Questions about the Russia-Trump connection continue to fester. At a conference in St Petersburg, Russian President Vladimir Putin compared Hillary Clinton and others who accuse Russia of conducting cyber attacks against the Democratic Party to anti-Semites who say “the Jews are to blame” for various problems.
In the 49th Congressional District, the City of Vista is attempting to impose restrictions on peaceful protests outside Rep. Darrell Issa’s office, and the ACLU is on the case.
By Dave Patterson
Summer is around the corner in San Diego and many of us look forward to the annual traditions, like the Miramar Air Show.
This wildly popular event attracts an estimated 500,000 attendees, and brings people from all over the world to see the pilots demonstrate their precision flying and perhaps line up purchases of weapons. Corporate chalets are available where weapons vendors can “Use their company logo and message to reach 500,000 Air Show attendees!” This, of course, is all while real military people risk their lives to entertain the crowd.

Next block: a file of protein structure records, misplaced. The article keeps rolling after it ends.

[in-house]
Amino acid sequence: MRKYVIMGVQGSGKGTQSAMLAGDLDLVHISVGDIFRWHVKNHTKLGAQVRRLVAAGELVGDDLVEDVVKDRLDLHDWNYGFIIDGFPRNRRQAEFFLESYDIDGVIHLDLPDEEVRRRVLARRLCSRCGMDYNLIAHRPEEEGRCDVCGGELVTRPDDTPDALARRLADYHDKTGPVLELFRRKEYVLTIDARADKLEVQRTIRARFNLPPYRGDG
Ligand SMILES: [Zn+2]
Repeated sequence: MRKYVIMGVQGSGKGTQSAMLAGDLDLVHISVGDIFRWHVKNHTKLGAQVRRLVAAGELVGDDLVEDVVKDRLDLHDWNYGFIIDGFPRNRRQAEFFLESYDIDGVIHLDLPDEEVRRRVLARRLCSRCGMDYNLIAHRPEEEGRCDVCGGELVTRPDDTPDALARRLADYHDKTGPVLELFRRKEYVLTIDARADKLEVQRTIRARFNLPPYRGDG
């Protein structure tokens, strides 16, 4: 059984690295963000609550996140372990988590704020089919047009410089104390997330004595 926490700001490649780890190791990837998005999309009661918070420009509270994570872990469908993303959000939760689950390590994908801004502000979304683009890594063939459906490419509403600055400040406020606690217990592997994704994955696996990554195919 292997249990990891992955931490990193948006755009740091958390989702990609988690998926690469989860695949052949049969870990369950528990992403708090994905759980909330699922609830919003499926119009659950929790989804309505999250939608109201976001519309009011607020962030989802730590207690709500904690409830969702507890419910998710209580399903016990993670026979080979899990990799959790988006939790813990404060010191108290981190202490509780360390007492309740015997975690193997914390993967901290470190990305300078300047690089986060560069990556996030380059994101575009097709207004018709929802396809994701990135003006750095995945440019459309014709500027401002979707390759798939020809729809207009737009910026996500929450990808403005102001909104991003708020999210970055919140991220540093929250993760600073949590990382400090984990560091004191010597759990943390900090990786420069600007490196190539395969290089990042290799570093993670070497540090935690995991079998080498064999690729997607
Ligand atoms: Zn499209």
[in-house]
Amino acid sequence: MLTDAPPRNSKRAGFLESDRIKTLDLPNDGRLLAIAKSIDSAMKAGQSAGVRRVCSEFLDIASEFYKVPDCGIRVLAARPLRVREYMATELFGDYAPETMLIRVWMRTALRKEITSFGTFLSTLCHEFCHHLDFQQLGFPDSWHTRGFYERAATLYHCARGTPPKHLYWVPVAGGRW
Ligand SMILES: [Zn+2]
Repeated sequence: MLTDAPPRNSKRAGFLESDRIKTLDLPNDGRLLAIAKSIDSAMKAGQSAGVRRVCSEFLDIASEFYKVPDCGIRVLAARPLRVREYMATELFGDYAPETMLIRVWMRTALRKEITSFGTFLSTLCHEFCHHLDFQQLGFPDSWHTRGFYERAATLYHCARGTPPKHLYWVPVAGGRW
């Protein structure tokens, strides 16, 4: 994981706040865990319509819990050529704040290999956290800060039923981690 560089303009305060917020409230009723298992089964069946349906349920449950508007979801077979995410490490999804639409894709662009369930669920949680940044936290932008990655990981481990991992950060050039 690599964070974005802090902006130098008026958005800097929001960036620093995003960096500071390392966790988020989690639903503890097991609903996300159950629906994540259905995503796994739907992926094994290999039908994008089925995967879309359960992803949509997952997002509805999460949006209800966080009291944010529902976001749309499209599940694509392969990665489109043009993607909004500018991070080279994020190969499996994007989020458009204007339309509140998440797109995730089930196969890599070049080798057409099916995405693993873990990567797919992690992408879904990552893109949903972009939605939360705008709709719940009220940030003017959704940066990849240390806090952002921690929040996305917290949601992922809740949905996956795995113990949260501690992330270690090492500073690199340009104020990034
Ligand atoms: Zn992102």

This weekend people in 140+ cities will take to the streets to say facts matter. The March for Truth represents a collective demand for a thorough investigation and complete disclosure of events surrounding the ascension of Donald Trump to the White House.
This protest takes on an even greater importance in the wake of developments over the past few days.
The White House–responding to demands conveyed through quasi-state media–is prepared, according to the Washington Post, to return properties in the U.S. seized from Russia in retaliation for interference in our electoral process.